In May 2021, the State Security organs discovered that an overseas consulting and investigative company frequently contacted the managers of China’s major shipping companies and those of agency service companies via the Internet, phone, and other means. This company also established “cooperation” with dozens of personnel in China, in the name of hiring industry consultants with high remuneration, and instructed them to extensively collect and provide basic data on China's shipping and cargo information on specific ships, among other information. 

The personnel handling this case from the State Security organs further investigated the case and discovered that the relevant overseas consulting and investigative company has a close relationship with its home country's spy agency, from which it has contracted a large number of intelligence collection and analysis tasks. All the shipping data obtained via the personnel in our country was provided to the country's spy intelligence agency.

In order to prevent further relevant damages, the State Security organs promptly warned and educated relevant personnel in China, and ordered their employers to strengthen internal personnel management and data security protection measures. At the same time, the relevant activities of the foreign consulting and investigative company were investigated and dealt with in accordance with the law.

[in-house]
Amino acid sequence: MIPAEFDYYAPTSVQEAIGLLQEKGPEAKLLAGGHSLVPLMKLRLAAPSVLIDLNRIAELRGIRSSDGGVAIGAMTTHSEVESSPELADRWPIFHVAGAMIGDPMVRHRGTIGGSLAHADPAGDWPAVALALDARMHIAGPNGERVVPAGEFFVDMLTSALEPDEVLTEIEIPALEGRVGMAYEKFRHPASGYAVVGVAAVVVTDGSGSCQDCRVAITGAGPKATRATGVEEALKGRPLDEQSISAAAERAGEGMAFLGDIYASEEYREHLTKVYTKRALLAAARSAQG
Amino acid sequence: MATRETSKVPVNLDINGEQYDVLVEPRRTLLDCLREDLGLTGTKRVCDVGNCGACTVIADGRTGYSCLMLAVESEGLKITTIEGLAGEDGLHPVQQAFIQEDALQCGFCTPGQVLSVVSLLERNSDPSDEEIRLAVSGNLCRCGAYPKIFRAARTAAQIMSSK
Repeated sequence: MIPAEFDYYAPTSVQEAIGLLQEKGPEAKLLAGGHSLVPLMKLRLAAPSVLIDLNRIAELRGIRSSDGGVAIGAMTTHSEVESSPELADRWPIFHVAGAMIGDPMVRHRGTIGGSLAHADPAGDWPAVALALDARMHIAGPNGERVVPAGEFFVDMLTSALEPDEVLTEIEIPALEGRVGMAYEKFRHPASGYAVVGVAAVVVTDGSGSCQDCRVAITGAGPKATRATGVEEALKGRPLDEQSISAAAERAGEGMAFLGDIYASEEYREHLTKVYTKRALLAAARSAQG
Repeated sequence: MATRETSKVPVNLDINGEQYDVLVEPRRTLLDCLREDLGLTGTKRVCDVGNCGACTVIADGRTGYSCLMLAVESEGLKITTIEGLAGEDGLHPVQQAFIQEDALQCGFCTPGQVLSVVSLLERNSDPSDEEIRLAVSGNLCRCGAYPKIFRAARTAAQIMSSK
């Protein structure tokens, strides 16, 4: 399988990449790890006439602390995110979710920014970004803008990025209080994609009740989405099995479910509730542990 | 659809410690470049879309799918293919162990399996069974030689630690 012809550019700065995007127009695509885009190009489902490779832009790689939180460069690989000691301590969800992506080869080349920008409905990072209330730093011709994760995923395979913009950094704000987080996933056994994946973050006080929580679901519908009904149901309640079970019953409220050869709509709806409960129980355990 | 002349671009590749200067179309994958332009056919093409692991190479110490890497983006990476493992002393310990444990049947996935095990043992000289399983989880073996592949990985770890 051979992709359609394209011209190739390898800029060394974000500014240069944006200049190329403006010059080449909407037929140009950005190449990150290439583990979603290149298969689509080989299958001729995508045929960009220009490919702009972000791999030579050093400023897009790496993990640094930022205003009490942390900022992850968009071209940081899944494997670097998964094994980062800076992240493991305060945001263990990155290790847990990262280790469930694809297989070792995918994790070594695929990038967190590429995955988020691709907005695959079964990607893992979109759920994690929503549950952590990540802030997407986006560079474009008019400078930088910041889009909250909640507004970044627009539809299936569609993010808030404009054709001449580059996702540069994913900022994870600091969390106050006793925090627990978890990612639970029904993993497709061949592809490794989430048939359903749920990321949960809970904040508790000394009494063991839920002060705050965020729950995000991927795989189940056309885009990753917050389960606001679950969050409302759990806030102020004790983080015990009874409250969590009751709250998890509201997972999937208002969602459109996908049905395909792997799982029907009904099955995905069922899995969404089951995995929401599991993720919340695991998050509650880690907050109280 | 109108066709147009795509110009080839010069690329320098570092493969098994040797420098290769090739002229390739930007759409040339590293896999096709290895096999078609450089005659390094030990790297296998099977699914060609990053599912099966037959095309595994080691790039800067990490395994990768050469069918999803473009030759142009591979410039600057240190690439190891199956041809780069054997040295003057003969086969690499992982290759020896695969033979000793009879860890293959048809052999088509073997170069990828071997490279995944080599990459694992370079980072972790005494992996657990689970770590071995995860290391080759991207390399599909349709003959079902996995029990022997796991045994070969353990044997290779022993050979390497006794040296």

Case 3: Li and others set up meteorological observation equipment without authorization to collect and transmit sensitive meteorological data overseas.

In March 2021, the State Security organs discovered a suspicious meteorological observation device built around an important military base in the country, which has the function of collecting accurate location information and various types of meteorological data. The collected data was directly transmitted overseas.

The State Security organs investigated it and found out that the relevant meteorological observation equipment was purchased online and set up by Li on his own (without notice to or permission from the authorities). More than 100 sets of similar equipment have been sold to many places across the country, some of which set up around important areas of our country, and the data collected through the relevant equipment have been transmitted overseas to the website of a meteorological observing organization. 

The foreign meteorological observation organization was actually initiated by a government department of a certain country in the name of scientific research, and an important task of this department is to collect and analyze global meteorological data to provide services for its military.

The State Security organs and relevant government departments jointly carried out law enforcement and ordered relevant people to dismantle the equipment immediately, eliminating potential risks.

In the end, the Ministry of State Security encourages people with tips to call the number 12339 or log on to the Ministry’s online reporting platform (there’s an English option, by the way:)

A guest post by
Journalism student at Tsinghua University. Ex intern at Bloomberg, China Central Television, and the UN. I write about China’s society, culture, and ordinary people in between.